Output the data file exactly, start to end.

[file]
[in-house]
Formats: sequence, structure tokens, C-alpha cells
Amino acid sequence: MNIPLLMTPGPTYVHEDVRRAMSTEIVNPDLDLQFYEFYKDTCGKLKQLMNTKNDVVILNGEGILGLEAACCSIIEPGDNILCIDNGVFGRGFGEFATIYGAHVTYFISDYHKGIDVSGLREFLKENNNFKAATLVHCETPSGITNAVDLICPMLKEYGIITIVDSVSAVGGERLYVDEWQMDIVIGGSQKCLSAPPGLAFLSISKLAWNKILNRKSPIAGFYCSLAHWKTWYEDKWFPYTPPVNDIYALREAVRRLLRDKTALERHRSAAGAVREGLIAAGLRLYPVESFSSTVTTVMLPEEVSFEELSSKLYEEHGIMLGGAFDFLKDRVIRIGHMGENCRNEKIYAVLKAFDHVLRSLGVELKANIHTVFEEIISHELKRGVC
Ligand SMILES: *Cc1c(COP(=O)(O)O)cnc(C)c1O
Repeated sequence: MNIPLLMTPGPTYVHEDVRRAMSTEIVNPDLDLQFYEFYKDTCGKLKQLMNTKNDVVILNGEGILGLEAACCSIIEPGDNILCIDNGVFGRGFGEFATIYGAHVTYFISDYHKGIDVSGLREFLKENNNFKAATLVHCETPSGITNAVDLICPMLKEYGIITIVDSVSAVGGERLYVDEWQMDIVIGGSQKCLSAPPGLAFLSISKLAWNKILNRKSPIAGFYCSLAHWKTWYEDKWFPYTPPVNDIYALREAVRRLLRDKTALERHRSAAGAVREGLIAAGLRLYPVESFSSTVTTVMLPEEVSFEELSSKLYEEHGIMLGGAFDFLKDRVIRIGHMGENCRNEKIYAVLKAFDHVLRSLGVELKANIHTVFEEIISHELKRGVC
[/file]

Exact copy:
[in-house]
Formats: sequence, structure tokens, C-alpha cells
Amino acid sequence: MNIPLLMTPGPTYVHEDVRRAMSTEIVNPDLDLQFYEFYKDTCGKLKQLMNTKNDVVILNGEGILGLEAACCSIIEPGDNILCIDNGVFGRGFGEFATIYGAHVTYFISDYHKGIDVSGLREFLKENNNFKAATLVHCETPSGITNAVDLICPMLKEYGIITIVDSVSAVGGERLYVDEWQMDIVIGGSQKCLSAPPGLAFLSISKLAWNKILNRKSPIAGFYCSLAHWKTWYEDKWFPYTPPVNDIYALREAVRRLLRDKTALERHRSAAGAVREGLIAAGLRLYPVESFSSTVTTVMLPEEVSFEELSSKLYEEHGIMLGGAFDFLKDRVIRIGHMGENCRNEKIYAVLKAFDHVLRSLGVELKANIHTVFEEIISHELKRGVC
Ligand SMILES: *Cc1c(COP(=O)(O)O)cnc(C)c1O
Repeated sequence: MNIPLLMTPGPTYVHEDVRRAMSTEIVNPDLDLQFYEFYKDTCGKLKQLMNTKNDVVILNGEGILGLEAACCSIIEPGDNILCIDNGVFGRGFGEFATIYGAHVTYFISDYHKGIDVSGLREFLKENNNFKAATLVHCETPSGITNAVDLICPMLKEYGIITIVDSVSAVGGERLYVDEWQMDIVIGGSQKCLSAPPGLAFLSISKLAWNKILNRKSPIAGFYCSLAHWKTWYEDKWFPYTPPVNDIYALREAVRRLLRDKTALERHRSAAGAVREGLIAAGLRLYPVESFSSTVTTVMLPEEVSFEELSSKLYEEHGIMLGGAFDFLKDRVIRIGHMGENCRNEKIYAVLKAFDHVLRSLGVELKANIHTVFEEIISHELKRGVC